If I could choose to do anything I wished for a living, I would spend time visiting the national parks and write photo books about my experiences. One problem with this dream is that there are already many people who do this very thing. Just look at the visitor's centers and you will find any number of books filled with photos of the parks. That said, against very long odds, I hope to complete a book on Arches later this month. I have no illusions it will ever be much more than just a little something I put together for my own satisfaction. The site I will be publishing it through will have it available for sale, but I do not anticipate that more than three copies will ever be sold, and I will likely be the one to buy them all. Still, it will be an accomplishment. After all, I did manage to enter three photos into the state fair this year after saying I was going to enter for at least a decade. I am sure I will experience some level of satisfaction of seeing the book in print. I did a Yellowstone photo book for my dad recently and I liked it well enough to buy a copy for myself as well. That one was only photos and I do not think it is available for purchase unless I purchase additional copies. What I am slowly and very indirectly getting at is it would be a dream made real if my Arches book actually sold well and I was able to do other books. I could easily put one together for Capitol Reef as well at this point.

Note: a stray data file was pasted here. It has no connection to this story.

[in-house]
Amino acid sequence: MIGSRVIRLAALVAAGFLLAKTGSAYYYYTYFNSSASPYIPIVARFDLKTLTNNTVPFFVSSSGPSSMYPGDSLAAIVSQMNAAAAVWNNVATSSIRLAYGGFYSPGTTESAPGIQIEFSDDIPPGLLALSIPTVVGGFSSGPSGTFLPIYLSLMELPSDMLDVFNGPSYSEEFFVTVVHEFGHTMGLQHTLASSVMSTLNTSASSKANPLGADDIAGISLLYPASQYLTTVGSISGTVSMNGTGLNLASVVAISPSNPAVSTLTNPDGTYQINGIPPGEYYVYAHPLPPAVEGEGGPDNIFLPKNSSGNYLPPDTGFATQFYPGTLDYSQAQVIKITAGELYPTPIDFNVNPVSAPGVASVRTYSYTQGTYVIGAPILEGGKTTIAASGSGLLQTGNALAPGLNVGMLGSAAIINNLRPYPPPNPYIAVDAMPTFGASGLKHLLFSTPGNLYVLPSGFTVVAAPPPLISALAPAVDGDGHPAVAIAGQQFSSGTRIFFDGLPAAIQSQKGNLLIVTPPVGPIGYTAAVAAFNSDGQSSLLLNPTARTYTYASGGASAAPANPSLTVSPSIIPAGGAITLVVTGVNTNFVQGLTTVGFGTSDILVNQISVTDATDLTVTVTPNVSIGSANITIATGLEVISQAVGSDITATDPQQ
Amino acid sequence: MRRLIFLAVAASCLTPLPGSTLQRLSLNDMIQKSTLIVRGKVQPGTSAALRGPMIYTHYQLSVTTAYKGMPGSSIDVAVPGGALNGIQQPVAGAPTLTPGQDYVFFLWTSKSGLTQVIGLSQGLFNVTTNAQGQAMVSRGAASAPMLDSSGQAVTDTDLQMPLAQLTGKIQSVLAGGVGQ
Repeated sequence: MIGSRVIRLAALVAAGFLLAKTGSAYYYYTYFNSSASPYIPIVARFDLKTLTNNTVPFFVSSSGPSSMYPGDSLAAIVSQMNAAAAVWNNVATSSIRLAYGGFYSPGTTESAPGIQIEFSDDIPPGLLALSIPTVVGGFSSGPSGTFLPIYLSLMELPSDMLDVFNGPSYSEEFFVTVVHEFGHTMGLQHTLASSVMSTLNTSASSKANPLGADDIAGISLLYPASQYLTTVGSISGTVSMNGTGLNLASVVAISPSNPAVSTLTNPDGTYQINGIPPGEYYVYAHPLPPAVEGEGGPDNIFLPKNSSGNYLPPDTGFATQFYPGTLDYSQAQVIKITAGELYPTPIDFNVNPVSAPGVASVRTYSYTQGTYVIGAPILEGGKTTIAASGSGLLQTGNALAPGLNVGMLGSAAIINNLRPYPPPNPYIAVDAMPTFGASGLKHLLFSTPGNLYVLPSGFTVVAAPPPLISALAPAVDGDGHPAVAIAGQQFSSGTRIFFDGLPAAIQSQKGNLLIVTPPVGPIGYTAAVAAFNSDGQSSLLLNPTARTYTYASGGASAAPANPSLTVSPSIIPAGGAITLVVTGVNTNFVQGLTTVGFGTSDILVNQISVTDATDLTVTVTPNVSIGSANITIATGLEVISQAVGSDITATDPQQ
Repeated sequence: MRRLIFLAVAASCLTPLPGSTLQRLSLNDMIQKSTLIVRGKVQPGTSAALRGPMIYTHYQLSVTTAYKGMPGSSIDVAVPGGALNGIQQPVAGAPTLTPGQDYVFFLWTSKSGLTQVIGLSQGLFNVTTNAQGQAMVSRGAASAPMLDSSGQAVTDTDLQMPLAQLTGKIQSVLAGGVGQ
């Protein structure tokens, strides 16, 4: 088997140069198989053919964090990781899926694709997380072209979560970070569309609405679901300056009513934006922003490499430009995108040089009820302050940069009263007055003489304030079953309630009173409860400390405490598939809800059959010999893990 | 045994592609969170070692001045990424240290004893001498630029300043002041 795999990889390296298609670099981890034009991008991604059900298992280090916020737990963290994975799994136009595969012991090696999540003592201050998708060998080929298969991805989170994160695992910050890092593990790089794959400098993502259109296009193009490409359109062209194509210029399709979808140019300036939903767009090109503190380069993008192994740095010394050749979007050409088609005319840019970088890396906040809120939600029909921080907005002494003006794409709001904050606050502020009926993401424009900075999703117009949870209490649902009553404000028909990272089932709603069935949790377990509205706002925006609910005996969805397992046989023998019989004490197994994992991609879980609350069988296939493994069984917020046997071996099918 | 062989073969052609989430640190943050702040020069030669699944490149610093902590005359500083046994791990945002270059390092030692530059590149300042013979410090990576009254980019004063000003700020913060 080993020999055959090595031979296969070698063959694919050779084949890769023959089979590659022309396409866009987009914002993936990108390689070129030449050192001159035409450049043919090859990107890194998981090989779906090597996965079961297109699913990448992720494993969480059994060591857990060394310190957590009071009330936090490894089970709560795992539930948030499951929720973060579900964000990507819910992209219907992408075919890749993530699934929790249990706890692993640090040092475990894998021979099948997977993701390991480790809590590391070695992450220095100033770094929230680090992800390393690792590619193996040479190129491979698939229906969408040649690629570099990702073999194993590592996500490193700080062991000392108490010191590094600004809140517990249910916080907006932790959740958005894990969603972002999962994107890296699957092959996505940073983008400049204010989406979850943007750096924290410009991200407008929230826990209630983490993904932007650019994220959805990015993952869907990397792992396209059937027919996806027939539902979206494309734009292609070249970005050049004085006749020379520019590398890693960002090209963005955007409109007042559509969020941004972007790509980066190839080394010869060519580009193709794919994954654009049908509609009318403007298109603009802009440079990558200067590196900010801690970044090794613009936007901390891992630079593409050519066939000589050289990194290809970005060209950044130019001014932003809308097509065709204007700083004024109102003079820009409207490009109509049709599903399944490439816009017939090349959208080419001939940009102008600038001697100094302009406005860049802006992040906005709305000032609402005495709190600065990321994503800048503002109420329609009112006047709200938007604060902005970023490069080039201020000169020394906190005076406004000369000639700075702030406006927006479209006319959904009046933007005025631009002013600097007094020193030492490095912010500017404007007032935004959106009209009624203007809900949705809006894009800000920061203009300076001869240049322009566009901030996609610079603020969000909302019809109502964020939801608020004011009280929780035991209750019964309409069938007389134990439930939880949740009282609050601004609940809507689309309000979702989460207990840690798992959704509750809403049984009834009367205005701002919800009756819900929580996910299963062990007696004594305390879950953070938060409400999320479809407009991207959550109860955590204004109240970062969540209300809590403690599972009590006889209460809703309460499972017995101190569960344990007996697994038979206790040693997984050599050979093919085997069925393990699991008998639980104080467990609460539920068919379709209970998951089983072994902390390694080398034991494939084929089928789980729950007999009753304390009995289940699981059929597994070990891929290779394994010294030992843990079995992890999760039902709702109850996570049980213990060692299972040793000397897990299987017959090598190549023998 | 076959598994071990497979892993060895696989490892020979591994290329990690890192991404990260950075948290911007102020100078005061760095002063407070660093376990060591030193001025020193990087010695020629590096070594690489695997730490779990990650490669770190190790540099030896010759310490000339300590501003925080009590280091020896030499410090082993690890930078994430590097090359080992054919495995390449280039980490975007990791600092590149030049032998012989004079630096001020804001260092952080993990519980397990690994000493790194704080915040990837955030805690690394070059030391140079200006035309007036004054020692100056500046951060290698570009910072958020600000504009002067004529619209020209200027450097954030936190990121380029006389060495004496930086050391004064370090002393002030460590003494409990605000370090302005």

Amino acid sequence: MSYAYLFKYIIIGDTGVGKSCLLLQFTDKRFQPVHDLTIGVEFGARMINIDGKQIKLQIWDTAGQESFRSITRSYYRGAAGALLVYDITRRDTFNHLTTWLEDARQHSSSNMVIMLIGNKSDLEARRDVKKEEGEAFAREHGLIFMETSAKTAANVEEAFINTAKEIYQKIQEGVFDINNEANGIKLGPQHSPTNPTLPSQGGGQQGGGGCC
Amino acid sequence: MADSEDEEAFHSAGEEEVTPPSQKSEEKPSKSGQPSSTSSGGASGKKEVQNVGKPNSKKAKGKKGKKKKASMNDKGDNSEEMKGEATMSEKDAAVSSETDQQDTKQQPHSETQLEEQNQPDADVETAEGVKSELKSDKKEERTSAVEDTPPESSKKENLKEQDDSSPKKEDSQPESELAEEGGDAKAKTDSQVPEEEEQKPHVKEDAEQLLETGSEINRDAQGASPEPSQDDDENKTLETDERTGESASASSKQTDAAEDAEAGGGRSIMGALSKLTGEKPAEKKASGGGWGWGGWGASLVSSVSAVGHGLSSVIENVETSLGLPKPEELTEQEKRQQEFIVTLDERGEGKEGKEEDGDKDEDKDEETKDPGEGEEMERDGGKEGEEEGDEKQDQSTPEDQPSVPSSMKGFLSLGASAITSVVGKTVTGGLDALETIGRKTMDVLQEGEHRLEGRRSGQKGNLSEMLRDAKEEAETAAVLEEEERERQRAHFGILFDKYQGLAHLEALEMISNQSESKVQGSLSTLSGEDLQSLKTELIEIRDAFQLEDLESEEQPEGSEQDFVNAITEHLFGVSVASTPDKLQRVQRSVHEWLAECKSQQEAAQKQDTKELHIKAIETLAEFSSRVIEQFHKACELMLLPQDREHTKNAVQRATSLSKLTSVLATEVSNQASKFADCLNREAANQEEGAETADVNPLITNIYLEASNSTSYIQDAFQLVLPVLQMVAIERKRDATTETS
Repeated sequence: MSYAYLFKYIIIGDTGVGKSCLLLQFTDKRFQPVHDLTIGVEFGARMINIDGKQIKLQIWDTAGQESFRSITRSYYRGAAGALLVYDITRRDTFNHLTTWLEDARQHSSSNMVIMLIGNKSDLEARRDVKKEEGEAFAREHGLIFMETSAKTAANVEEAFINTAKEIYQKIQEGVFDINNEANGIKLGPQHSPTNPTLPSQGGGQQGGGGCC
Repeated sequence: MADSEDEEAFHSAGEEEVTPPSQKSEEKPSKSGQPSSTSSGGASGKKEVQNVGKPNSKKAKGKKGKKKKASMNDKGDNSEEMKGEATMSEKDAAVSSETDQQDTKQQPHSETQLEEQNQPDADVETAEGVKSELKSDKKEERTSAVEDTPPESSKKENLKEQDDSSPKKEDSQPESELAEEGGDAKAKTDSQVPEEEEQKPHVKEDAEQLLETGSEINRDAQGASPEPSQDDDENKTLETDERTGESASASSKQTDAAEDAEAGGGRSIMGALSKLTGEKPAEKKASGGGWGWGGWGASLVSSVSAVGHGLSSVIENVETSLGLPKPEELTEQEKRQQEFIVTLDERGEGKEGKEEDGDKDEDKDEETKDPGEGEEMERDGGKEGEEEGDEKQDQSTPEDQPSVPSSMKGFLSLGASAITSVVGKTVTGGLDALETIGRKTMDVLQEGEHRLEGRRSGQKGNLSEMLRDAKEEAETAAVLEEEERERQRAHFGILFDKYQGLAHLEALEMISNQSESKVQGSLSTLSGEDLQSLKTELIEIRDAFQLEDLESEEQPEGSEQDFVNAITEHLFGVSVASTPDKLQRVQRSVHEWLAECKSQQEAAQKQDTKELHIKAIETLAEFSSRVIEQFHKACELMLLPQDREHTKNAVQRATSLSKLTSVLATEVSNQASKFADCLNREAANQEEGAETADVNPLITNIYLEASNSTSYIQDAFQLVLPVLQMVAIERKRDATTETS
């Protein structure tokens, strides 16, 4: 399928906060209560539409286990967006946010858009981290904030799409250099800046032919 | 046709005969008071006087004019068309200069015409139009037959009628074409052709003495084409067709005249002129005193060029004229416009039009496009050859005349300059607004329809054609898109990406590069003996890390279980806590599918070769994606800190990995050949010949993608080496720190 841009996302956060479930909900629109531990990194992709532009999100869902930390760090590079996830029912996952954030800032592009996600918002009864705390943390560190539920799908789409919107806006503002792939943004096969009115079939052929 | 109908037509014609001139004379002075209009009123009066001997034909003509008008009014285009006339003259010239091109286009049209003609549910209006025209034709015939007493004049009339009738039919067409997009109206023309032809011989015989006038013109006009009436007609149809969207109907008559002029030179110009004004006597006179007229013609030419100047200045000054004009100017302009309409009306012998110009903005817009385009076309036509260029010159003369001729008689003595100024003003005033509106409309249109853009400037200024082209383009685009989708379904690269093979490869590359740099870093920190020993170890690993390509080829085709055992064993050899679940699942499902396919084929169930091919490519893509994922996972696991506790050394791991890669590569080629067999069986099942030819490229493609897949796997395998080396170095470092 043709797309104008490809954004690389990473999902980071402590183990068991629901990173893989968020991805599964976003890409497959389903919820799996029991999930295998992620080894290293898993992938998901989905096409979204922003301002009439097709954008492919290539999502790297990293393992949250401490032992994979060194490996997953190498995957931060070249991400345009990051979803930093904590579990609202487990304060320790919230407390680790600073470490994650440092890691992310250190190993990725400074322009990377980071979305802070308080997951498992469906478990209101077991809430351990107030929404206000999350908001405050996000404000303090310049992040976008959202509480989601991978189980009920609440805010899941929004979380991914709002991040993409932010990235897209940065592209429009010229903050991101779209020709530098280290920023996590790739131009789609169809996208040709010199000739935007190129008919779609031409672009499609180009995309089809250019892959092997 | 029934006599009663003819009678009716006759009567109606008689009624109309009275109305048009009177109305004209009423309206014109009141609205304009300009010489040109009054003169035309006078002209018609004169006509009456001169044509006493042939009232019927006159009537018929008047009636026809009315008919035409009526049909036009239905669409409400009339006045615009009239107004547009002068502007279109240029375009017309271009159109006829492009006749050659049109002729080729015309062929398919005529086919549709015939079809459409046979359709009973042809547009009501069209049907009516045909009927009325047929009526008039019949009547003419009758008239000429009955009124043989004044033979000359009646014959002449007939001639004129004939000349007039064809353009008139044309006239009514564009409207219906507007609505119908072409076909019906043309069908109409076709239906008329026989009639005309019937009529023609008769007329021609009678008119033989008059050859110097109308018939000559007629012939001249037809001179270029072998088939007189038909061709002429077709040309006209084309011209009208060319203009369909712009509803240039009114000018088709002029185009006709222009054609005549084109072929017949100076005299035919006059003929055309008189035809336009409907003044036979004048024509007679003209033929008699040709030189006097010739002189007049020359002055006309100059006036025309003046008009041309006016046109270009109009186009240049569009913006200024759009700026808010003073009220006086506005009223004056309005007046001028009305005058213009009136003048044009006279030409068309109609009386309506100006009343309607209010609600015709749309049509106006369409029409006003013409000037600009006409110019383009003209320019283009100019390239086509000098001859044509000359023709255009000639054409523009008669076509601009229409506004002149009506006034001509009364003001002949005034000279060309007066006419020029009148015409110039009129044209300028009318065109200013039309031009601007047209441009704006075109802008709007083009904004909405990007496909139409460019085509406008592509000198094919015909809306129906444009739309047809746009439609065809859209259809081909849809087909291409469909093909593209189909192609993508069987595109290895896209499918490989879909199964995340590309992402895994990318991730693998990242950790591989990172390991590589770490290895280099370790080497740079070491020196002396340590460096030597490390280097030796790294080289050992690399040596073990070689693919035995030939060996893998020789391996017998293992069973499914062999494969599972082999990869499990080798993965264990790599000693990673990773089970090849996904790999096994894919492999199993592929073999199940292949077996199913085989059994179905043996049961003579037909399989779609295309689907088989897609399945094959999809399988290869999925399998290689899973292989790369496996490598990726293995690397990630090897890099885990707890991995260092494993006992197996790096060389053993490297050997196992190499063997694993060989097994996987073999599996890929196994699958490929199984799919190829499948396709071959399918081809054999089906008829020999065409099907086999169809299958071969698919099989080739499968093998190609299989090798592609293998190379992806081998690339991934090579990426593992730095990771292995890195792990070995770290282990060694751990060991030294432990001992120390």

That would be my dream job; not only because I would be writing and taking photos for a living, but because I could actually spend more time in nature. While I missed having Merilee with me this last trip to Arches, being able to spend time immersed in the wonders of that place, listening to the wind and feeling the peace of being away from so many people and the demands of everyday life was something I needed more than I could ever describe. I think back to my hike out to Tower Arch and I remember being almost drawn by the trail. When I started, I had no plan to do the whole trail. I just wanted to see what the first part of the trail looked like, but the further I went, the further I wanted to go. Yes, when I got to the hill of sand, I wondered what I was thinking and if I should go on or just turn back, but I kept going (and I really do not like walking uphill in sand). Even though I was getting tired and was really not in the best of shape, something drew me on. When I finally reached the arch, it was all worth it. I had come 1.7 miles, seeing areas of the park I had never experienced before, and here I stood before something remarkably grand, inspiring, and breath taking. I sat there for awhile, a solitary human amidst natural wonders. That kind of experience is what helps renew me. There are times I literally live for moments like that. Moments like that are what I hope to share.
I'll let you know when it is done.